Religion & Politics: Let's Not Mix the Two

By Garvey, John | Commonweal, March 26, 2004 | Go to article overview

Religion & Politics: Let's Not Mix the Two


Garvey, John, Commonweal


As we move toward the election, there has been some discussion of religion as a factor in the choices that voters will make. A few studies have shown that regular churchgoers tend to vote Republican, while less regular worshipers and secular sorts tend to vote Democratic. There have been calls for Democrats to talk more explicitly about religion.

Should we call this "the God card"? Please, let's not take this route. It's an almost classic definition of idolatry. Idolatry is not so much a case of worshiping false gods as it is a case of worshiping something other than God, and in the case of a politician, it means using God for what is perceived as a higher end ... winning. Any time any American politician mentions God I begin to feel like a European, a feeling I don't enjoy; but there is something literally obscene in the use of God to promote any political agenda, right or left. This is surely taking the name of the Lord in vain.

It is not that religion has no place in our consideration of who might be the president. It should have more of a place than it does. It should, first of all, lead us to distrust those who would use it to gain votes. And it should lead us to consider what both major parties have come to in recent years, and to look more seriously at the idea of single-issue voting.

The sad fact is that the Democrats have become the party of abortion, and both Republicans and Democrats are largely in agreement about the death penalty--they like it. It would mean the death of any candidate to denounce the American preference for killing at one end of life or the other, and some candidates (Northeastern "moderate" Republicans, for example) are happy with a both-ends policy. Our coarseness--our murderousness--as a nation and a culture should inform the way we think about who leads us. Here Europe has a point. Most European nations that allow abortion have more restrictions than the United States; all have rejected the death penalty.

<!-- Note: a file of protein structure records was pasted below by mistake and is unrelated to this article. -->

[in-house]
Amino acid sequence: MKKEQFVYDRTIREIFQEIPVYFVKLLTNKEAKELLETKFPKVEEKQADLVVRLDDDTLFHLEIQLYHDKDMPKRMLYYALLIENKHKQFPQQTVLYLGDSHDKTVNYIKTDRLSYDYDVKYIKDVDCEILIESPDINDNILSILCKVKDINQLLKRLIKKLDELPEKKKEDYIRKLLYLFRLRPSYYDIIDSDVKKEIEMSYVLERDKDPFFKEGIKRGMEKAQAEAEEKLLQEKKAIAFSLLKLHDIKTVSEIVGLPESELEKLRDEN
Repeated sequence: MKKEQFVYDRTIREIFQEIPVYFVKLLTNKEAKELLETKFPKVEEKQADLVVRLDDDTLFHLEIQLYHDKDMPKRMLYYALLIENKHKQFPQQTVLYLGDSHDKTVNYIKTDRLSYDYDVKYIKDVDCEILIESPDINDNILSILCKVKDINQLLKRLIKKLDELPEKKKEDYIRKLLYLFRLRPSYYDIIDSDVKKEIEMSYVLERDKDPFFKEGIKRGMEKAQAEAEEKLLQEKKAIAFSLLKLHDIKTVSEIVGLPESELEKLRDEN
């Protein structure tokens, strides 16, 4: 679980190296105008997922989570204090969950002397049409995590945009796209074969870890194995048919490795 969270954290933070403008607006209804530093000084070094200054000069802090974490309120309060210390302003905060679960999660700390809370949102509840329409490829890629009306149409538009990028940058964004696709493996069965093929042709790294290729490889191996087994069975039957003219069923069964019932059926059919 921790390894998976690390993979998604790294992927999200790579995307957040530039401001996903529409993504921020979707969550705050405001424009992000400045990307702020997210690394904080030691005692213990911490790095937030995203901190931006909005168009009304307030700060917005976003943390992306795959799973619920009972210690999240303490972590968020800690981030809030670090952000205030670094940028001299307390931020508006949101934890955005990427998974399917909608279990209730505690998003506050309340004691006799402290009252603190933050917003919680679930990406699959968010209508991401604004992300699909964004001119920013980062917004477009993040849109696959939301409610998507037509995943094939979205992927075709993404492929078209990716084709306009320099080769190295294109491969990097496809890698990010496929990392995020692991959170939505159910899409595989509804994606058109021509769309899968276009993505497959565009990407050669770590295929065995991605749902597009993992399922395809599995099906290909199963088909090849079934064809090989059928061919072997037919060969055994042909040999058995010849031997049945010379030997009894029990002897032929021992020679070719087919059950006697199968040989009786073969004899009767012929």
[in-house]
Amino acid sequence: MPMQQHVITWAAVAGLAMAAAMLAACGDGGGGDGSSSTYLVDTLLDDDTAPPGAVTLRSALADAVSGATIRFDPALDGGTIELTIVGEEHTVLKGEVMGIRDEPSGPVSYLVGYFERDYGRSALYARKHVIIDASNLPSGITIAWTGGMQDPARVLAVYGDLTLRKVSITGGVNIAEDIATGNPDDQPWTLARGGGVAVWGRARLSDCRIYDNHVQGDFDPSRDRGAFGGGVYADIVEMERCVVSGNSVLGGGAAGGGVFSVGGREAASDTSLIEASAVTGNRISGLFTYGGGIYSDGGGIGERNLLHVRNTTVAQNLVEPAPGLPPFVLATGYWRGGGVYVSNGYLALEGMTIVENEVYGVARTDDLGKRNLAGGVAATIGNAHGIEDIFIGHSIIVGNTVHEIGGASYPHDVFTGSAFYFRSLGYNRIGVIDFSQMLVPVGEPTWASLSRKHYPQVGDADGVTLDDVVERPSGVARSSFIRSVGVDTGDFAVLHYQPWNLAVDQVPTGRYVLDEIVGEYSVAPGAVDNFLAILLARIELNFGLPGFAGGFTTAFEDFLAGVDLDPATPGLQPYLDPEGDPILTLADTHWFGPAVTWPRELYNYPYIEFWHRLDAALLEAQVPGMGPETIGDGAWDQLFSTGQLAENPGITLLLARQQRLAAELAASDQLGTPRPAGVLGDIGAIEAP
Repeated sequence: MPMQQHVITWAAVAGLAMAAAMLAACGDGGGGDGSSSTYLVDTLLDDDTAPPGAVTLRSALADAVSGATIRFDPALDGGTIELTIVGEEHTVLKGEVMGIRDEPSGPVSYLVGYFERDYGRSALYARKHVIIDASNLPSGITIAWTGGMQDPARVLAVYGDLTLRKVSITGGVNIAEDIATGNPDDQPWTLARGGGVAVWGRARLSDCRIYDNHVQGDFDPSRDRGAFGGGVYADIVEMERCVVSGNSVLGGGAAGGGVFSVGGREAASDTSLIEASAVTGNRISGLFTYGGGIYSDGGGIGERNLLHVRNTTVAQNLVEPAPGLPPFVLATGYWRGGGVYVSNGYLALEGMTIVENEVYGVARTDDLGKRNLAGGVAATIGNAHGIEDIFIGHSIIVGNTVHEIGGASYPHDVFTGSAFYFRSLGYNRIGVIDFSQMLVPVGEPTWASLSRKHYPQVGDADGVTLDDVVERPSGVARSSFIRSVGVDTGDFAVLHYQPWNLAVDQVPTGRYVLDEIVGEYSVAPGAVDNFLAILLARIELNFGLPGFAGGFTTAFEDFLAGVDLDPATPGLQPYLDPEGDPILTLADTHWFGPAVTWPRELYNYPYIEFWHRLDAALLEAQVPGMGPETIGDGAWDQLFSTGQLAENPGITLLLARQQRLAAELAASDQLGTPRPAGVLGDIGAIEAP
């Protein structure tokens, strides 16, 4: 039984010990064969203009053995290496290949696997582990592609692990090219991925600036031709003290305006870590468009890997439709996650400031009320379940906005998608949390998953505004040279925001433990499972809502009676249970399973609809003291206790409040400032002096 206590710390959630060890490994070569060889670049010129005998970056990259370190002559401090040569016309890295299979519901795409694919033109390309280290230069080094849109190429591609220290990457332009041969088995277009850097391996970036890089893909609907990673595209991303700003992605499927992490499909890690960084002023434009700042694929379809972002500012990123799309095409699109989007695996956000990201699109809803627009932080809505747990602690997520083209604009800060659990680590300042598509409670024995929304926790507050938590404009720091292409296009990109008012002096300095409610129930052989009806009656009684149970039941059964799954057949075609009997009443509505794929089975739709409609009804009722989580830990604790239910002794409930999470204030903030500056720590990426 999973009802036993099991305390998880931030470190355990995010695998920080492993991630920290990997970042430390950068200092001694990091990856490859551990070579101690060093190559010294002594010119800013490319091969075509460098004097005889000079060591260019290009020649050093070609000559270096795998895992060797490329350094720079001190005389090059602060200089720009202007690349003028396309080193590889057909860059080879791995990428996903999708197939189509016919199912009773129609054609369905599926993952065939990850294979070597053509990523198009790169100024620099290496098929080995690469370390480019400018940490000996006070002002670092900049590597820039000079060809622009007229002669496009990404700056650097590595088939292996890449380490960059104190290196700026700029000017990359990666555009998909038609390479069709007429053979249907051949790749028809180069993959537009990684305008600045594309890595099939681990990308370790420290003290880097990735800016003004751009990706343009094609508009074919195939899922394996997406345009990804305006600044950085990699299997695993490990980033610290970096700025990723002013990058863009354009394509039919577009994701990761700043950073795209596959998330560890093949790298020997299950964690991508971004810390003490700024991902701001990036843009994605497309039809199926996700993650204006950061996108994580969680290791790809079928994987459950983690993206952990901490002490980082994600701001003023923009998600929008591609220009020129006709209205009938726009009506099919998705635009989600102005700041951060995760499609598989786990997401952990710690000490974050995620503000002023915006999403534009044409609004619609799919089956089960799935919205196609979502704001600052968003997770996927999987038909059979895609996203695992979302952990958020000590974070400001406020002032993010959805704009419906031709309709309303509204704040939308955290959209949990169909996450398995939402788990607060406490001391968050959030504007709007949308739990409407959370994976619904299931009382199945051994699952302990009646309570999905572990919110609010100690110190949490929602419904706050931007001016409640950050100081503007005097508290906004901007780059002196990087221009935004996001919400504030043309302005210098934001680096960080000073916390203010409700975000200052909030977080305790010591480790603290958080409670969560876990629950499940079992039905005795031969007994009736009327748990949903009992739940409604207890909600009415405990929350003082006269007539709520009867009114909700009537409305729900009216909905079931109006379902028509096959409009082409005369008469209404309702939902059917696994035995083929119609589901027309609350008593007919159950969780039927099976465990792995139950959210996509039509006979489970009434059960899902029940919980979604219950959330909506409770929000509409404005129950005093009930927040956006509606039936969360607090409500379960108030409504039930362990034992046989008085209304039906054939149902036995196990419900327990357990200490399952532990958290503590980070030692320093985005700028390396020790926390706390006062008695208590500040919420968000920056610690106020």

But to care too much about this is called single-issue voting, and it is deplored. I think we should look at it more seriously. As long as people who oppose abortion and the death penalty are willing to bracket their feelings in an effort to do something else (beat Bush, beat Kerry) neither party can be made to take responsibility for its stands on issues that ought to be central to Christian voters.

Think of those matters that should demand that we focus on a single issue. During the war in Vietnam, I was certainly willing to be a single-issue voter. …

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